This preview shows pages 1–3. Sign up to view the full content.
This preview has intentionally blurred sections. Sign up to view the full version.View Full Document
Unformatted text preview: Course Outline University of Windsor Labour Studies 54-105 Professor: Mike Bratton Lectures Mondays and Wednesdays 10-11:20 Chrysler Hall South RM#53 Office Hrs.: Fridays 11am-1pm or by appointment Location: Chrysler Hall South, Room 256 Teaching Assistants: tba Course Description: This course will focus on the description and analysis of the changing nature of work in the 21 st century. The transformations in the labour market and the labour force will be examined with an emphasis on the numerous causes and varied consequences of those changes. Particular attention will be paid to the real life implications for both working and out of work people . Labour will, necessarily, be examined in relation to social policy and, ultimately, the larger social order. The role of trade unions, businesses, and governments impacting the realities of contemporary working (and out of work) life in the era of neoliberal globalization are themes that will resonate throughout this course from start to finish. An extraordinarily important and profound question that is relevant to everything we examine in this course is posed by renowned sociologist, Wallace Clement, in the foreword (p.vii) of our text: What makes people available for work and work available for people? This course is designed to get students thinking about this question in order to: 1.) have a more informed and humane understanding of the nature of the contemporary world that transcends the lack of understanding that is quite common in conventional public opinion and which often impacts public policy; and 2.) to get students to use their experiential knowledge (life experience) to bring to life the issues we address in the class. Required Reading: Good Jobs, Bad Jobs, No Jobs: The Transformation of Work in the 21 st Century Duffy, Gelenday & Pupo. Harcourt Brace & Company Canada Limited, 1997. Course Grading: All students must write the mid-term (20%), final (25%), and complete the assignment due February 14 (20%). All students are also expected to participate in the weekly in- class group work. This will involve discussing (with colleagues) your views and experiences with the labour and social issues we address in class, and having a group representative orally report back to the class (15%). Students must choose ONE of three options to complete the remaining (20%) requirement for the course: 1.) a group presentation based on a selected chapter from the text 2.) a book review from the list of books presented below; or 3.) creating a display, exhibit, or reporting on the Windsor Labour Arts Festival Heritage Day (January 29 th ) . (Students choosing option 3 should meet with me VERY early in the term to discuss this option in detail). The Labour Arts Festival website is http://labourartsfest.tripod.com Mid-Term 20% Final ( Tuesday, April 19 at 08:30am ) 25% Group Presentation OR Book Review (March 21) OR Labour Arts Festival Exhibit (Jan.29) 20% Assignment (due February 14th) 20% In-Class Group Work...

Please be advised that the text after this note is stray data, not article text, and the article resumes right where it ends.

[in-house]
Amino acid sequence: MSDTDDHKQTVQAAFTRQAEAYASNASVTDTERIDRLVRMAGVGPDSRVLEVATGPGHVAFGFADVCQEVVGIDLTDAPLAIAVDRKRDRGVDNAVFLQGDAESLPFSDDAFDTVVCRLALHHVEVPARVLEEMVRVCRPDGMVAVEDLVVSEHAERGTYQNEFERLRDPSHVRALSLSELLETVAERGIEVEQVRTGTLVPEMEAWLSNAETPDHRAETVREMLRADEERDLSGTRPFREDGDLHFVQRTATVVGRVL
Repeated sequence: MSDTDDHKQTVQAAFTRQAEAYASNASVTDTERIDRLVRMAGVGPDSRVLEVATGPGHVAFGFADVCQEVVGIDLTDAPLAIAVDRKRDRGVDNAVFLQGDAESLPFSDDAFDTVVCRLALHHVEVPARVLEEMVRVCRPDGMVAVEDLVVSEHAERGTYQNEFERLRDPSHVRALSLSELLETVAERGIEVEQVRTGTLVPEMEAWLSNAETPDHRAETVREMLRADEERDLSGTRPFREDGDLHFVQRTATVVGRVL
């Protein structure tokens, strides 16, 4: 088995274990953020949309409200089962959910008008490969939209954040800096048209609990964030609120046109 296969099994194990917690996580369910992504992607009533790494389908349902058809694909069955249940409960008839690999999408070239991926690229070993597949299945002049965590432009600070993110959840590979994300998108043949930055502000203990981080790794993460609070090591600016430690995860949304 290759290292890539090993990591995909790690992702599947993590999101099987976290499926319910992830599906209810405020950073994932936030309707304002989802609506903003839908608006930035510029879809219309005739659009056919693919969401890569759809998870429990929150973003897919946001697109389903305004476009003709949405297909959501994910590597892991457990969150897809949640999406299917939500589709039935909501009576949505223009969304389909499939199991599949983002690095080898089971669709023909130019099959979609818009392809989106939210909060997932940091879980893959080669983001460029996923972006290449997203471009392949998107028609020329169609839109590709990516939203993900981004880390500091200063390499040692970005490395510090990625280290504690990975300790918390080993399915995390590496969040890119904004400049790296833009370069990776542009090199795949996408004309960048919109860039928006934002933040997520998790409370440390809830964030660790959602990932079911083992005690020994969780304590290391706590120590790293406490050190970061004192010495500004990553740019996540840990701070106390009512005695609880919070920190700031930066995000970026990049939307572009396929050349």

View Full Document
This note was uploaded on 10/07/2011 for the course POLI SCI 54-105 taught by Professor Bratton during the Winter '11 term at Windsor.
- Winter '11